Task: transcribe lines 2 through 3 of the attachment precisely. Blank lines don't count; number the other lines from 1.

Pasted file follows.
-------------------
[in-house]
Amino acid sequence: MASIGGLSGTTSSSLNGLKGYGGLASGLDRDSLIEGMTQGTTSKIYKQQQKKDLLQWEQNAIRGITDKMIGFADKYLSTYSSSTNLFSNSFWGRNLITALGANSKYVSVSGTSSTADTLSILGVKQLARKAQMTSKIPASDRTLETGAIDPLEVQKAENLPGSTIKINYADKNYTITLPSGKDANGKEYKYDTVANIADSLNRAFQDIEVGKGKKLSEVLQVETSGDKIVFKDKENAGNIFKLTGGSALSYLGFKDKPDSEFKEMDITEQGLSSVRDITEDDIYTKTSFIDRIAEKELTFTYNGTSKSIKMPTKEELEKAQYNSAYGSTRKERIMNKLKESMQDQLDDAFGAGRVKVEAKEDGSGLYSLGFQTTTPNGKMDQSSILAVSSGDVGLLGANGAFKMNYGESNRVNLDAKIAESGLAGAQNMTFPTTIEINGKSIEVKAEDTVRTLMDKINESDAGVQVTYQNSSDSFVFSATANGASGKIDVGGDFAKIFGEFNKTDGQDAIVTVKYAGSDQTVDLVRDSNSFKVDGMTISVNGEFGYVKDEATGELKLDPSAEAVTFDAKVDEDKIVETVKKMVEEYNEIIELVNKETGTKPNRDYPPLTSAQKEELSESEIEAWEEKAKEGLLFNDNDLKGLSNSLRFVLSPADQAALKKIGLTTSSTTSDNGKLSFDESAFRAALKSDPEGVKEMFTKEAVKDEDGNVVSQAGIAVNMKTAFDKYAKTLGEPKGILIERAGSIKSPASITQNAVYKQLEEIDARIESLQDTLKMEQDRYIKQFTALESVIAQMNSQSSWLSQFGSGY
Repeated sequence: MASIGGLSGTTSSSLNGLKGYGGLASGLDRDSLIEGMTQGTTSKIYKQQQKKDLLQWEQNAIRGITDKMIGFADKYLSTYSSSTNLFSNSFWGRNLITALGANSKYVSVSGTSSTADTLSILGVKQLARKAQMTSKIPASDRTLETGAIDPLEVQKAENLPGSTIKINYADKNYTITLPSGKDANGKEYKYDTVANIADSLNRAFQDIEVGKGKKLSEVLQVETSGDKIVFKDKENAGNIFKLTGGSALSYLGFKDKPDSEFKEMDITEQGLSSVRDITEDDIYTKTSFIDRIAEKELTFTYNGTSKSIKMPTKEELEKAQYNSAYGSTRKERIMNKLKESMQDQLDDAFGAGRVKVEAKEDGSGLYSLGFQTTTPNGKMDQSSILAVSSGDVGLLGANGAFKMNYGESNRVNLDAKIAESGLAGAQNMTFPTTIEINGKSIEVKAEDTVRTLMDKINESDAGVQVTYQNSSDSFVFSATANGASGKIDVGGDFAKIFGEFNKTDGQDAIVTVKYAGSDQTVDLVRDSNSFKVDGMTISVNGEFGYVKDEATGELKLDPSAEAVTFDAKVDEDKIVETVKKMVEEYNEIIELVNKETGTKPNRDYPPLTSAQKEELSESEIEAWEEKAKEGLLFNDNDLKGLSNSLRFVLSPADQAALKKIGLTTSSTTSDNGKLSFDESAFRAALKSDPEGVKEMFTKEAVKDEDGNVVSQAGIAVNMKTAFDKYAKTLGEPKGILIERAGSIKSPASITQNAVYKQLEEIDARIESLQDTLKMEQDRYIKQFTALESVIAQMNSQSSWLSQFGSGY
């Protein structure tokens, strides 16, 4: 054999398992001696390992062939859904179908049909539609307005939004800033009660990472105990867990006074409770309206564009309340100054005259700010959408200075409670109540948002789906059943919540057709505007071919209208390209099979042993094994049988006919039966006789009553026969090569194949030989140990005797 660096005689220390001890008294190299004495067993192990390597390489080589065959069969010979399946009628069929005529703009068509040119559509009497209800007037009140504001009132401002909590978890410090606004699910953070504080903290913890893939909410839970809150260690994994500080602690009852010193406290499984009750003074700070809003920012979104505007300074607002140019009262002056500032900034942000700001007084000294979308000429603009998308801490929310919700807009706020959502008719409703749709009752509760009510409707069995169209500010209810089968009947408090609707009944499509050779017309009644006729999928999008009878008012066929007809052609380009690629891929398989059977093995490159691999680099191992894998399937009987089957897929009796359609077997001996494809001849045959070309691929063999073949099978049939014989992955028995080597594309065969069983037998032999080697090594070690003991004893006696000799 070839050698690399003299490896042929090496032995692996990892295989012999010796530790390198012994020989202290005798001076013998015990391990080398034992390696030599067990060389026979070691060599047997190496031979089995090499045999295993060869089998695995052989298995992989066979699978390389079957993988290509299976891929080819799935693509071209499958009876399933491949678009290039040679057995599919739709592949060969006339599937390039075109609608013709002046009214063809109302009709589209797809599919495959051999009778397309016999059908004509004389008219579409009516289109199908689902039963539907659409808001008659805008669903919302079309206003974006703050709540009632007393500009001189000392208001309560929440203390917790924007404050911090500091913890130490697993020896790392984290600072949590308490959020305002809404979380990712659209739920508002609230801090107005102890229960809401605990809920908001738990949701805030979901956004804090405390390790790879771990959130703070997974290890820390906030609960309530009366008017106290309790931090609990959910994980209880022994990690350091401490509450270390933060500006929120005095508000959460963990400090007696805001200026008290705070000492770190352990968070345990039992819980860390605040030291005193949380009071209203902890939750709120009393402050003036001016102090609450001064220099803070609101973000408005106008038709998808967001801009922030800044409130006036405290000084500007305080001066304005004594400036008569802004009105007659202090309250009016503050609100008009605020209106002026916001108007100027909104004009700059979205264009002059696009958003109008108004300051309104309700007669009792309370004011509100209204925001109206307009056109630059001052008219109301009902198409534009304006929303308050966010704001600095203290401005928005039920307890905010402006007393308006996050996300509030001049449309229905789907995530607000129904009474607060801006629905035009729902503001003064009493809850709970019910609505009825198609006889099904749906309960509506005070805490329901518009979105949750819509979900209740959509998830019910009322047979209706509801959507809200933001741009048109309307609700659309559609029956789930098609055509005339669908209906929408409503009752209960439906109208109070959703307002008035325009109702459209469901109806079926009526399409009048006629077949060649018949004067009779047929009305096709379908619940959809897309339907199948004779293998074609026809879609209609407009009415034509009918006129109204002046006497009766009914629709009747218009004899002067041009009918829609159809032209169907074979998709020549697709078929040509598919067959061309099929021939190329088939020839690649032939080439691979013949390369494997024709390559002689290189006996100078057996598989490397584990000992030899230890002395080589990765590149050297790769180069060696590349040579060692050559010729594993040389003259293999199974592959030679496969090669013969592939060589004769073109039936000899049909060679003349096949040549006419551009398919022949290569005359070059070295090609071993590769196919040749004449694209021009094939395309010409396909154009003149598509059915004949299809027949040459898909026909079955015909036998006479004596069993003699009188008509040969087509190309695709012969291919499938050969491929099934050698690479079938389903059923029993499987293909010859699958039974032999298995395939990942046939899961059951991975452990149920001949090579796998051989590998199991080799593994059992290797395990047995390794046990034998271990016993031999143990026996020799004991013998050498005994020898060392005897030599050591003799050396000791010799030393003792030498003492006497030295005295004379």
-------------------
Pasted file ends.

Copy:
Amino acid sequence: MASIGGLSGTTSSSLNGLKGYGGLASGLDRDSLIEGMTQGTTSKIYKQQQKKDLLQWEQNAIRGITDKMIGFADKYLSTYSSSTNLFSNSFWGRNLITALGANSKYVSVSGTSSTADTLSILGVKQLARKAQMTSKIPASDRTLETGAIDPLEVQKAENLPGSTIKINYADKNYTITLPSGKDANGKEYKYDTVANIADSLNRAFQDIEVGKGKKLSEVLQVETSGDKIVFKDKENAGNIFKLTGGSALSYLGFKDKPDSEFKEMDITEQGLSSVRDITEDDIYTKTSFIDRIAEKELTFTYNGTSKSIKMPTKEELEKAQYNSAYGSTRKERIMNKLKESMQDQLDDAFGAGRVKVEAKEDGSGLYSLGFQTTTPNGKMDQSSILAVSSGDVGLLGANGAFKMNYGESNRVNLDAKIAESGLAGAQNMTFPTTIEINGKSIEVKAEDTVRTLMDKINESDAGVQVTYQNSSDSFVFSATANGASGKIDVGGDFAKIFGEFNKTDGQDAIVTVKYAGSDQTVDLVRDSNSFKVDGMTISVNGEFGYVKDEATGELKLDPSAEAVTFDAKVDEDKIVETVKKMVEEYNEIIELVNKETGTKPNRDYPPLTSAQKEELSESEIEAWEEKAKEGLLFNDNDLKGLSNSLRFVLSPADQAALKKIGLTTSSTTSDNGKLSFDESAFRAALKSDPEGVKEMFTKEAVKDEDGNVVSQAGIAVNMKTAFDKYAKTLGEPKGILIERAGSIKSPASITQNAVYKQLEEIDARIESLQDTLKMEQDRYIKQFTALESVIAQMNSQSSWLSQFGSGY
Repeated sequence: MASIGGLSGTTSSSLNGLKGYGGLASGLDRDSLIEGMTQGTTSKIYKQQQKKDLLQWEQNAIRGITDKMIGFADKYLSTYSSSTNLFSNSFWGRNLITALGANSKYVSVSGTSSTADTLSILGVKQLARKAQMTSKIPASDRTLETGAIDPLEVQKAENLPGSTIKINYADKNYTITLPSGKDANGKEYKYDTVANIADSLNRAFQDIEVGKGKKLSEVLQVETSGDKIVFKDKENAGNIFKLTGGSALSYLGFKDKPDSEFKEMDITEQGLSSVRDITEDDIYTKTSFIDRIAEKELTFTYNGTSKSIKMPTKEELEKAQYNSAYGSTRKERIMNKLKESMQDQLDDAFGAGRVKVEAKEDGSGLYSLGFQTTTPNGKMDQSSILAVSSGDVGLLGANGAFKMNYGESNRVNLDAKIAESGLAGAQNMTFPTTIEINGKSIEVKAEDTVRTLMDKINESDAGVQVTYQNSSDSFVFSATANGASGKIDVGGDFAKIFGEFNKTDGQDAIVTVKYAGSDQTVDLVRDSNSFKVDGMTISVNGEFGYVKDEATGELKLDPSAEAVTFDAKVDEDKIVETVKKMVEEYNEIIELVNKETGTKPNRDYPPLTSAQKEELSESEIEAWEEKAKEGLLFNDNDLKGLSNSLRFVLSPADQAALKKIGLTTSSTTSDNGKLSFDESAFRAALKSDPEGVKEMFTKEAVKDEDGNVVSQAGIAVNMKTAFDKYAKTLGEPKGILIERAGSIKSPASITQNAVYKQLEEIDARIESLQDTLKMEQDRYIKQFTALESVIAQMNSQSSWLSQFGSGY